"Thirty per cent," he continued, "are laborers, labor tenants, and squatters on white farms and work and live under conditions similar to those of the serfs of the Middle Ages. The other 30 per cent live in towns where they have developed economic and social habits which bring them closer in many respects to white standards. Yet most Africans, even in this group, are impoverished by low incomes and high cost of living.”
That was the Mandela of 1964, but he might as well have been speaking about the South Africa he helped create. For the Mandela of the 1990’s was followed by Mbeki who answered the challenge of this vast economic and social inequality by throwing at it the Growth, Employment and Redistribution (GEAR) strategy followed by the Black Economic Empowerment (BEE) plan. These social and economic policies have enriched a minority, and impoverished the many. The poor have remained poor, but part of the class that Mandela in 1964 identified as developing “economic and social habits which bring them closer in many respects to white standards” have been the only ones who benefited, and grown rich, from BEE.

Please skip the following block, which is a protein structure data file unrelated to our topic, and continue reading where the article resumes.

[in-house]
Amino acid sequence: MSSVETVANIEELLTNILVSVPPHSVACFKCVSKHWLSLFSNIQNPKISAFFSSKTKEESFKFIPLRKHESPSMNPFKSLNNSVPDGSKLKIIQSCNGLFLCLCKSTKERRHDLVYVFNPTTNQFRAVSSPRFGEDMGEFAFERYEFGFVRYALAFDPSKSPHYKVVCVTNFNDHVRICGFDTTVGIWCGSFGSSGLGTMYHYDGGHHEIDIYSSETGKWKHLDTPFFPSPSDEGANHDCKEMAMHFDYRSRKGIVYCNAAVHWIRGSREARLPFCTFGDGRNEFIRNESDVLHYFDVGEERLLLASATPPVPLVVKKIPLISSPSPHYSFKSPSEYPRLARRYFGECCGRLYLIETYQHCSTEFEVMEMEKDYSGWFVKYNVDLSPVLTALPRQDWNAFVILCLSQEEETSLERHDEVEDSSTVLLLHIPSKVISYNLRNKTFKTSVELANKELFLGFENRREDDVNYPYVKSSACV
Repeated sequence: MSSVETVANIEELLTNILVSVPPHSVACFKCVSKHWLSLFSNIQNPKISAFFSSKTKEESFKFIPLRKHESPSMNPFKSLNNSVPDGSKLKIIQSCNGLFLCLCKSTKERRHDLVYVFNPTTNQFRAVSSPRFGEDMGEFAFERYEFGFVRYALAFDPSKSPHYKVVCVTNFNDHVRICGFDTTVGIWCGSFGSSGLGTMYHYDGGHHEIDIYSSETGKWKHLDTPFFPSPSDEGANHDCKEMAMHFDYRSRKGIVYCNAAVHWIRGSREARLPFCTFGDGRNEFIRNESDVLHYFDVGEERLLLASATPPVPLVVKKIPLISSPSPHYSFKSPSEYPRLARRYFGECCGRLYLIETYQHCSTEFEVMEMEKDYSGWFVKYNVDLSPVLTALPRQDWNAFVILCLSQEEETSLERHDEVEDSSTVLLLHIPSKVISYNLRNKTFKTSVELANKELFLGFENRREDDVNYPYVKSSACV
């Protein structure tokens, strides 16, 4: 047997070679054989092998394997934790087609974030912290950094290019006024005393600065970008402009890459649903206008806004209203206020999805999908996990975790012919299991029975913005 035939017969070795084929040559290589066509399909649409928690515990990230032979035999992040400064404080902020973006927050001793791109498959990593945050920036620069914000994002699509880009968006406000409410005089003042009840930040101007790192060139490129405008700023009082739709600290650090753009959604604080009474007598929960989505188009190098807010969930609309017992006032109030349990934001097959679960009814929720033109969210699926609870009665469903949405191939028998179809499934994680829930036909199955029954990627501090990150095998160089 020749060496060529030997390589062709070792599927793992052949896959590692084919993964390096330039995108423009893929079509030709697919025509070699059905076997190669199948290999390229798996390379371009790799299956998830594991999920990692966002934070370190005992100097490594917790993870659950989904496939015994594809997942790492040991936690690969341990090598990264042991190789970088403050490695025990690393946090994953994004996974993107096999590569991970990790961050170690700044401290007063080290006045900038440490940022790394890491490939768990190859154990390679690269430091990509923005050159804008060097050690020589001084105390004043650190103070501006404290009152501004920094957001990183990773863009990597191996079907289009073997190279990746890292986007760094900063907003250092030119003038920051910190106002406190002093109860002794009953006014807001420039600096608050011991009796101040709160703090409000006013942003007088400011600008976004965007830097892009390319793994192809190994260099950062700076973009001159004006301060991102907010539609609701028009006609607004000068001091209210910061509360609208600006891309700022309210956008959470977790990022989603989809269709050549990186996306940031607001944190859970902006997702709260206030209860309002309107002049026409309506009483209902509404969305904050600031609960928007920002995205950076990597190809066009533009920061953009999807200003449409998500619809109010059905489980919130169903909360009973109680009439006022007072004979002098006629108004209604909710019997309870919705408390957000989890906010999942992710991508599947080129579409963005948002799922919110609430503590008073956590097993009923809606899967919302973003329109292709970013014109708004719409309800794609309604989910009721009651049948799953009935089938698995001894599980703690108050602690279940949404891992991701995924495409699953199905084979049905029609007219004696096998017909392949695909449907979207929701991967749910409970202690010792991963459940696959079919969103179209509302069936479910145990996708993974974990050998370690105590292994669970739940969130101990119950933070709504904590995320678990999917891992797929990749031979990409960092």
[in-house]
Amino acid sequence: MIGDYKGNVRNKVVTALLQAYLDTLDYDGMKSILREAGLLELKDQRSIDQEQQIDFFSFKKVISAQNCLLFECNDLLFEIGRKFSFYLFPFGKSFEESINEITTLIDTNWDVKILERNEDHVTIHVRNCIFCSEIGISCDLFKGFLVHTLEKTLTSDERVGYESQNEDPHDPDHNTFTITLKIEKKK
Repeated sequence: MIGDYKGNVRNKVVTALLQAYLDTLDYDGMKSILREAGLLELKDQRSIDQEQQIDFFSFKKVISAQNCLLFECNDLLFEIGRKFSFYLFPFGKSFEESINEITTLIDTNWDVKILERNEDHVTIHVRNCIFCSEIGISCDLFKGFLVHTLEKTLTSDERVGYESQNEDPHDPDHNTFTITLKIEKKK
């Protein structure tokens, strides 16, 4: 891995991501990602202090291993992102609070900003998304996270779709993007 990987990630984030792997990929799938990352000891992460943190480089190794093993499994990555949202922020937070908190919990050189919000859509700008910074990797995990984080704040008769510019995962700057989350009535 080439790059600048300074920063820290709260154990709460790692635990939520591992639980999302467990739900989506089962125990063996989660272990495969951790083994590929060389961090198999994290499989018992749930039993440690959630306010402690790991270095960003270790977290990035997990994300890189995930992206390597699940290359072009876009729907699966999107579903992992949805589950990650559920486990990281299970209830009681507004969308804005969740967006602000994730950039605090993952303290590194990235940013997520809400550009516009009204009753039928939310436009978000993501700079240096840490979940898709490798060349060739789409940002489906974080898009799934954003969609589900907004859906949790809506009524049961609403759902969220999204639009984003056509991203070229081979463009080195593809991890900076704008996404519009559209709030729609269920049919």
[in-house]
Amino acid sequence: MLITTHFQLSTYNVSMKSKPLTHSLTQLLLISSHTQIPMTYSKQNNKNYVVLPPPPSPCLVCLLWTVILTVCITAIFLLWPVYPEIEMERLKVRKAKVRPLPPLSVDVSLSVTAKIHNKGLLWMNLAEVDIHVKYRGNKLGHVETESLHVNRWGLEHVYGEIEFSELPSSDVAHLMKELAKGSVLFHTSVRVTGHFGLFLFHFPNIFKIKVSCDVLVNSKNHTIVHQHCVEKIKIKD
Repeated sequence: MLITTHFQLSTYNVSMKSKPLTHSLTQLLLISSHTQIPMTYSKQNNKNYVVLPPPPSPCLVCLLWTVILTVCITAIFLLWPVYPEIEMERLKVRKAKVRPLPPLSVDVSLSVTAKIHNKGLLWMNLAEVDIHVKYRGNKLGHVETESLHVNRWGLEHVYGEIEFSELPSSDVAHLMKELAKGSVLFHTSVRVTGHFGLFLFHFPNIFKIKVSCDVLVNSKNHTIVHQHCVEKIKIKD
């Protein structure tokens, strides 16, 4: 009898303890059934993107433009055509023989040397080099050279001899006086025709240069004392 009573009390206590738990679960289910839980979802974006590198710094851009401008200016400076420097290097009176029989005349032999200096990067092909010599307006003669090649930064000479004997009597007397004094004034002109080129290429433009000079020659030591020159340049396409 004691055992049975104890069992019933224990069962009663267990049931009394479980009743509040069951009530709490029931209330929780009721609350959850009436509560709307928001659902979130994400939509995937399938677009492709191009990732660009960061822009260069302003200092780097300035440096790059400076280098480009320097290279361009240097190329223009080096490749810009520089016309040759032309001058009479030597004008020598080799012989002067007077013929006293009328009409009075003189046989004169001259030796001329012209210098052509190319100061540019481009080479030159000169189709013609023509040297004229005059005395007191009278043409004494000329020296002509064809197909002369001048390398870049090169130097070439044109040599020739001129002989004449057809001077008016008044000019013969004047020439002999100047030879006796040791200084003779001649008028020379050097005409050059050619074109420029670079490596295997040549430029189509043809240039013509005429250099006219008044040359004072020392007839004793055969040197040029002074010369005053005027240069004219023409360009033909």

That the ANC struggle would not have succeeded without sacrifices from fellow Africans is well known. As is the fact that the South African economy from the days of apartheid has been kept afloat by migrant labor. So how did we reach this point where xenophobia has turned violent? As in any situation – keep an eye on who benefits.